Tag Archives: sour

Flanders Red Update

Back in September, I brewed my first sour beer, that is a beer with an intentional bacterial infection. That beer was a Flanders Red style beer, and after just a couple months of aging, it smelled amazing. I’ve still yet to pull a sample out, but I’m pretty¬†excited.
flanders-red-6moI told myself initially that I just had to wait until New Year’s to keg it, then it became the end of January. Now, here it is, nearly April, and it’s still in the primary fermenter. Interestingly, in just the past month or two, it’s taken a significant turn visually.¬†Vinnie Cilurzo of Russian River has said that you shouldn’t look at a sour beer while it’s fermenting, but isn’t that curiosity part of what brought homebrewers to the hobby in the first place?

At any rate, the photo’s not awesome because there’s a lot of condensation on the inside of the carboy, but that white discoloration isn’t yeast krausen, that’s pellicle of some sort.

I’ve now told myself that as soon as the Old Ale keg is empty, I can keg this. We might yet see summer before it’s kegged. I’ll post an update about the tasting of this batch whenever that happens.


Book review: Wild Brews by Jeff Sparrow

wild-brewsHomebrewers are taught from the very beginning that sanitation is priority #1, and that anything growing in your beer other than saccharomyces (brewer’s yeast) is the worst thing possible, and as a result, we spend a lot of time cleaning and sanitizing. Wild Brews by Jeff Sparrow brings to light a tradition of making beer with saccharomyces in concert with a handful of other microorganisms, and it’s good.

Of these styles, most Americans would be lucky to have heard of a lambic beer before, most of us have not. Wild brews introduces us to a handful of beer styles going back hundreds of years, all made with wild organisms. While science has allowed us to identify many of these organisms, and Wyeast and White Labs have clean cultures available commercially, Sparrow tells us that nothing is quite the same as when you let nature take it’s own course.

These beers become more like a fine wine, a product of their environment (or terrior) and a product of decades if not centuries of developing a signature blend of microorganisms within the brewery, which cannot be replicated by pitching a culture from a lab. These organisims live in the very walls of the brewery, and most importantly, in the oak barrels that the beer is aged in.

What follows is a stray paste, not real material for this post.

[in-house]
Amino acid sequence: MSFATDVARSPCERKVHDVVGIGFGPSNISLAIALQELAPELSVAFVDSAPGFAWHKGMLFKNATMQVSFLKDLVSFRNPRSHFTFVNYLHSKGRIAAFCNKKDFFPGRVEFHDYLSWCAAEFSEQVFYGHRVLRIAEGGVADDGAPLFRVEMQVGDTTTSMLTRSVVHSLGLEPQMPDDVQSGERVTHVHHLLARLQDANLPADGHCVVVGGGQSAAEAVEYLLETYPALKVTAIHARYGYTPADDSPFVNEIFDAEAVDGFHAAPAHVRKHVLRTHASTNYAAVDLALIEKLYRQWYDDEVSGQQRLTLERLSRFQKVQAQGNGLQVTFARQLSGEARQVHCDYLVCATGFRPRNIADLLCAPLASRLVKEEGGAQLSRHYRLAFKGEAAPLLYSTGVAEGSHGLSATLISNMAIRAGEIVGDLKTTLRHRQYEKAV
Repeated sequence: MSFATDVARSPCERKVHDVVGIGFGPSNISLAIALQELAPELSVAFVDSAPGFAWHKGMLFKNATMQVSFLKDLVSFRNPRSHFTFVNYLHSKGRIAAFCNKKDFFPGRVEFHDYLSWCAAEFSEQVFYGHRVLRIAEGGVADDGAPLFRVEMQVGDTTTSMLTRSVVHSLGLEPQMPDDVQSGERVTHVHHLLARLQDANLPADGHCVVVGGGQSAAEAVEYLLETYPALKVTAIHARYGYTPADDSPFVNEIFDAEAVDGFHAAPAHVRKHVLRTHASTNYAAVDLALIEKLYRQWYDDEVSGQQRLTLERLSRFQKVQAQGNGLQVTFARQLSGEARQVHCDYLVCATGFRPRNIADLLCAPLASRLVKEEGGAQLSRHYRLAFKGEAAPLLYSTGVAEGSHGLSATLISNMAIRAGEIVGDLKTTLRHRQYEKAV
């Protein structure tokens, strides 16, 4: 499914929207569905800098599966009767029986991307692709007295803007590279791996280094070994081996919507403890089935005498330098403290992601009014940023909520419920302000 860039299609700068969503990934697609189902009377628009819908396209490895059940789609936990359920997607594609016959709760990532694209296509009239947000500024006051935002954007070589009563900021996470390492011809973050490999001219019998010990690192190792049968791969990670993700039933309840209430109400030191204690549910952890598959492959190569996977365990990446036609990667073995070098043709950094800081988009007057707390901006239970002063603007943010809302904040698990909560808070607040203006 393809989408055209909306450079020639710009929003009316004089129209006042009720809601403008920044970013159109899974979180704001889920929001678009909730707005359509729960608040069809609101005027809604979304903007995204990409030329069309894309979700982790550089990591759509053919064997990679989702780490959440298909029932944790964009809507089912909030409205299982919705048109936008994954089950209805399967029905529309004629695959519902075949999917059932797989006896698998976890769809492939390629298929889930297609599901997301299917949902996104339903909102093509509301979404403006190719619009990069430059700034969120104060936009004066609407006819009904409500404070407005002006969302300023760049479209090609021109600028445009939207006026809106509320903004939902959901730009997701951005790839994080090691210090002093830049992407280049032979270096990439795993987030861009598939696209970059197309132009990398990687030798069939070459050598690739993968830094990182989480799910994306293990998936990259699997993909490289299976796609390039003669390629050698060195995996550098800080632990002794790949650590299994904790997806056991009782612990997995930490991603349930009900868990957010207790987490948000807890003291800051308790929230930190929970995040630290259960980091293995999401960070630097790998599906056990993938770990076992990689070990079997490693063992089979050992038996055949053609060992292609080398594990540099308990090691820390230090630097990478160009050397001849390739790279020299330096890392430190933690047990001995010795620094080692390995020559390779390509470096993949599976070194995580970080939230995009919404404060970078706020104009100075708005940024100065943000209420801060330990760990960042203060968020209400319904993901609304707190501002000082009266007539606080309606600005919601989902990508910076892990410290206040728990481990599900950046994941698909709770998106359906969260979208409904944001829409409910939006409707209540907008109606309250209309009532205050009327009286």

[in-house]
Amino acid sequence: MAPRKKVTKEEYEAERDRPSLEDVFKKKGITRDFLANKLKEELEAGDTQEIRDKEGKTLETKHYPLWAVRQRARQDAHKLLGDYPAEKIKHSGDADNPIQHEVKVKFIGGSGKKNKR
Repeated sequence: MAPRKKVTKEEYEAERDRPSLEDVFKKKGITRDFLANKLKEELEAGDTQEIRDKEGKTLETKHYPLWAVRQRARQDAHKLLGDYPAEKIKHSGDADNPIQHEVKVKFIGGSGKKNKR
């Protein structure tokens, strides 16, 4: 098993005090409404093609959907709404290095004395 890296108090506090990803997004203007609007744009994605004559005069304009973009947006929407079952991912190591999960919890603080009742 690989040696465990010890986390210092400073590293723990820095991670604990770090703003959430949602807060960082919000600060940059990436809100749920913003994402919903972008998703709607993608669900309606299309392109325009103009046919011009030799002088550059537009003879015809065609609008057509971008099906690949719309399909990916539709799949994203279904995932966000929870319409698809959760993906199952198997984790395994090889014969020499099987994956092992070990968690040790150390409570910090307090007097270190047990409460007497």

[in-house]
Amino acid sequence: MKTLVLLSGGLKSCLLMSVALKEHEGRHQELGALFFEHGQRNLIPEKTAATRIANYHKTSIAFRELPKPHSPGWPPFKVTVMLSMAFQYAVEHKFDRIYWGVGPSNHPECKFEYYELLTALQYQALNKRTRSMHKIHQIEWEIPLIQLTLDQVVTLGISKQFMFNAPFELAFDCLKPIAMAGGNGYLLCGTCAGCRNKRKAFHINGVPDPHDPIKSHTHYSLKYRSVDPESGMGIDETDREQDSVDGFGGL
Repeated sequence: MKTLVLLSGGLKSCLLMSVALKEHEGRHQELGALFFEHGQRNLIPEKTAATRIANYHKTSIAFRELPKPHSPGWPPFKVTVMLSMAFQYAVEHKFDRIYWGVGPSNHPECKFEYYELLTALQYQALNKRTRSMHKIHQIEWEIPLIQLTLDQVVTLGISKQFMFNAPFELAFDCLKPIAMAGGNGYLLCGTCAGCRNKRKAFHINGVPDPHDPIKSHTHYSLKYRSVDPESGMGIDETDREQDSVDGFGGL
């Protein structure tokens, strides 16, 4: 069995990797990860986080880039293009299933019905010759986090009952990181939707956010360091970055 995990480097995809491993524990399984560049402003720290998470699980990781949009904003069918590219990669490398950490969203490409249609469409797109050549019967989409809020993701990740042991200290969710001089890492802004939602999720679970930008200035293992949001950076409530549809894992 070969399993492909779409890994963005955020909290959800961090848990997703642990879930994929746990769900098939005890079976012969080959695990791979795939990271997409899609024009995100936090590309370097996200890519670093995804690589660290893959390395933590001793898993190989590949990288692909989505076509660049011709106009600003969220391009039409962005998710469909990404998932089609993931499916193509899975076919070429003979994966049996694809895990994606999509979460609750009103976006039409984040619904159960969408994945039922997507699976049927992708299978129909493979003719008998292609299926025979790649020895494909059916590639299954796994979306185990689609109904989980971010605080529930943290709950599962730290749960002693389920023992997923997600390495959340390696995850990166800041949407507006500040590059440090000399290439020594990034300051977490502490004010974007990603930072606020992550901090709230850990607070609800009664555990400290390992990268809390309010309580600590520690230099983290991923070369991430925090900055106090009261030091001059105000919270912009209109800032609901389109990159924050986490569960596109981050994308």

Sparrow takes the reader through a history of wild brewing, highlights the most well-known styles, tells us where we might travel to find examples still being produced, and then spends several chapters getting down to the nitty-gritty of production, fermentation and packaging of these beer varieties, rich in tradition, and like a fine wine, worth the wait (some of these beers take 3 or more years to get from brew to bottle).

For styles, Sparrow covers Flanders Red and Brown ales, Lambics and Gueuzes. For each style, he provides a history and regional background, as well as a standard formula one could use to formulate a recipe, as well as a description of each beer’s flavor profile. In the history chapter, Sparrow covers not only the evolution of the different beer types, but the where and the why of it all, broken down by region. The chapter Drinking Wild Beer covers current breweries manufacturing wild beer, and what they have to offer, including some US breweries.

The rest of the book moves from the where and the why and into the how. Beer Souring Microorganisms covers the major bugs responsible for wild brewing, but the reader is reminded that there are many that are not catalogued as easily that play an important role in authentic lambic beers. Production Methods, Wild Fermentation, Fermentation and Maturation Vessels and Finishing the Beer continue to break down the process into additional chunks, walking the reader through each phase with plenty of information.

If you have ever had a sour or an acid beer, and want to learn more, I would strongly recommend this book. I know that after reading it, I’m not far away from my first beer made with more than saccharomyces.